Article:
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Tick tips2



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Tick tips2

  1. 1. Wear Insect Repellent 1 First thing, if you’re heading outside, wear insect repellent — the national Centers for Disease Control and Prevention (CDC) recommend using repellents approved by the Environmental Protection Agency (EPA): one that contains DEET, picaridin, IR3535, Oil of Lemon Eucalyptus, or 2-undecanone.
  2. 2. Stay On Designated Pathways2 If you’re hiking or walking in open space or canyon areas, stay on designated pathways. Choose wide trails and walk in the center. Remember, ticks “quest” for people and pets by crawling on leaves of grass or brush, waiting to latch on to passers-by.
  3. 3. Avoid Grass and Brush; Don’t Handle Rodents3 Try to stay out of grassy or brushy areas. And do not handle wild rodents. Yes, squirrels are cute! But they can come with their own menagerie of critters. Ticks, for one. Fleas that can carry plague for another.
  4. 4. Frequently Check Your Clothing, Body and Companions for Ticks4 Check yourself and your companions to make sure ticks haven’t hitched a ride. Dress for success. Ticks are small. Wear light clothing so they’re easier to spot. Tuck shirts into pants and pants into socks to keep ticks away from skin.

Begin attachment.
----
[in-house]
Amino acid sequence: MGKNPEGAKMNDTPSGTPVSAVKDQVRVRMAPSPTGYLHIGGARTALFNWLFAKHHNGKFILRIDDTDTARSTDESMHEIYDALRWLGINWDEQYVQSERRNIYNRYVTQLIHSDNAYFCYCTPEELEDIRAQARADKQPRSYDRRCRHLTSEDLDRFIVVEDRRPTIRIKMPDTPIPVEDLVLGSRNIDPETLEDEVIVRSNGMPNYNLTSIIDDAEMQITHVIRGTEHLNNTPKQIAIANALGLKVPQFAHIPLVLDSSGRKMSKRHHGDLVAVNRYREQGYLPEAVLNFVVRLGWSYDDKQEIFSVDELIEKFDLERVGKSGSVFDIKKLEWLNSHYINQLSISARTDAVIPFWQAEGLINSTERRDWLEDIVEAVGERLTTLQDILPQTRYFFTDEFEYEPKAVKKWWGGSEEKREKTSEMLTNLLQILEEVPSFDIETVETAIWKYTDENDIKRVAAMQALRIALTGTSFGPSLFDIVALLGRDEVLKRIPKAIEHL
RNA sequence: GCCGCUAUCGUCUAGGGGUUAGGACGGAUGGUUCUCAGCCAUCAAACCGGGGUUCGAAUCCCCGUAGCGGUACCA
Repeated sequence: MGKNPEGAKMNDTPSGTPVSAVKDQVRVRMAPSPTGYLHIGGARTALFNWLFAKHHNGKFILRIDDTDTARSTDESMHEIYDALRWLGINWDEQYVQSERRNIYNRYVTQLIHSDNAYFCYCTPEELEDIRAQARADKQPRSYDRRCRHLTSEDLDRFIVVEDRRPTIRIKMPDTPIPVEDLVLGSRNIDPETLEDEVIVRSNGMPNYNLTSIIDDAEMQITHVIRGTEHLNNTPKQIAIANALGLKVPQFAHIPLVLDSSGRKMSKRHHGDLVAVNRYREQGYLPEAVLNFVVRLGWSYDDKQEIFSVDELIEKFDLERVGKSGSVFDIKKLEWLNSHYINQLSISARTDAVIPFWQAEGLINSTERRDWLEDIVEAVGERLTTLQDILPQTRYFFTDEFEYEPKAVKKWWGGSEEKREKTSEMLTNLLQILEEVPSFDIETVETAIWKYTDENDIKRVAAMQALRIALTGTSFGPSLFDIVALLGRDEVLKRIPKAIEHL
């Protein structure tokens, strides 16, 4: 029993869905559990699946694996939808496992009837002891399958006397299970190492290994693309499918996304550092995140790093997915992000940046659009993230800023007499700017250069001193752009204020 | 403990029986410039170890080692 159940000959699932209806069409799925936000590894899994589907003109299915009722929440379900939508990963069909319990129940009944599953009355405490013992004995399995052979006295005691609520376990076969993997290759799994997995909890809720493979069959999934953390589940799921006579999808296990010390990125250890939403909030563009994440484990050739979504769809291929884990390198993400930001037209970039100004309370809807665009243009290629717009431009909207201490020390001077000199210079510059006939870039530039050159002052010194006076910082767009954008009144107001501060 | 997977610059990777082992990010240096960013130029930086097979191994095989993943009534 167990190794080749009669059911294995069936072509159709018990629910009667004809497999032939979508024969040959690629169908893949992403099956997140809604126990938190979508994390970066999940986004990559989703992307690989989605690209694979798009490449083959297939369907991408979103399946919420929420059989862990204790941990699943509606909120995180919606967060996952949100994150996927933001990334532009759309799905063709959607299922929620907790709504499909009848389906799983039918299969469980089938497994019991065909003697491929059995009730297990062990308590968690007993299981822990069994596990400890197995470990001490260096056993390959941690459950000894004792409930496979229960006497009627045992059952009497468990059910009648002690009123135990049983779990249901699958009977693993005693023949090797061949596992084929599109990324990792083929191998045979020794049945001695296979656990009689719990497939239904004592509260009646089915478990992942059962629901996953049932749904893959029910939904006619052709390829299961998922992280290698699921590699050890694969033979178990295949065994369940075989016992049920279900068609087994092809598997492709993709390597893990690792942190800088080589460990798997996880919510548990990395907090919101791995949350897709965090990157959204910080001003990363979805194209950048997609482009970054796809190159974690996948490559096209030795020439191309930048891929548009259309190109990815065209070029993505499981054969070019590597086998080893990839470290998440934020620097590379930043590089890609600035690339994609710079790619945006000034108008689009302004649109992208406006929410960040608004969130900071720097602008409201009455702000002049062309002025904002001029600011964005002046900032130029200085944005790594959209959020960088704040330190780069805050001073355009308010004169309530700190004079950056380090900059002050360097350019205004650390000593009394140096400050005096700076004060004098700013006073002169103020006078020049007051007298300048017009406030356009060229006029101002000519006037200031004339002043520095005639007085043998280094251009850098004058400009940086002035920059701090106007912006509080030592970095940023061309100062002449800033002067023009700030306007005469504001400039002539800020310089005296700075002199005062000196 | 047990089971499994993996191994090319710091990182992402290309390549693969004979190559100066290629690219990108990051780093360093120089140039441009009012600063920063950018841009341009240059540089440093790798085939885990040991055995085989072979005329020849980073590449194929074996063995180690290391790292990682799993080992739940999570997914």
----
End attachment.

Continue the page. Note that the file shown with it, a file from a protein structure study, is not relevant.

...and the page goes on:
5. 5. Leave Pets at Home or Keep Them Leashed5 Ticks love pets. Leaving them at home solves the problem. But if you can’t, keep them leashed and on the trail. If your pets haven’t already been treated with a tick and flea regimen, use insecticide powders or sprays labeled for tick control.
  6. 6. When You Get Home, Check Clothes, Gear and Pets6 Before you head back inside, double-check your clothes, gear and pets for ticks. Ticks can hitchhike into your home on clothes and pets — and bite you later.
  7. 7. If a Tick Bites You or Your Pet, Don’t Panic7 Just carefully and immediately remove it. Ticks burrow partway into the skin to feed. The CDC recommends removing ticks by grabbing them with tweezers as close to the tick’s head as possible and pulling out steadily and firmly.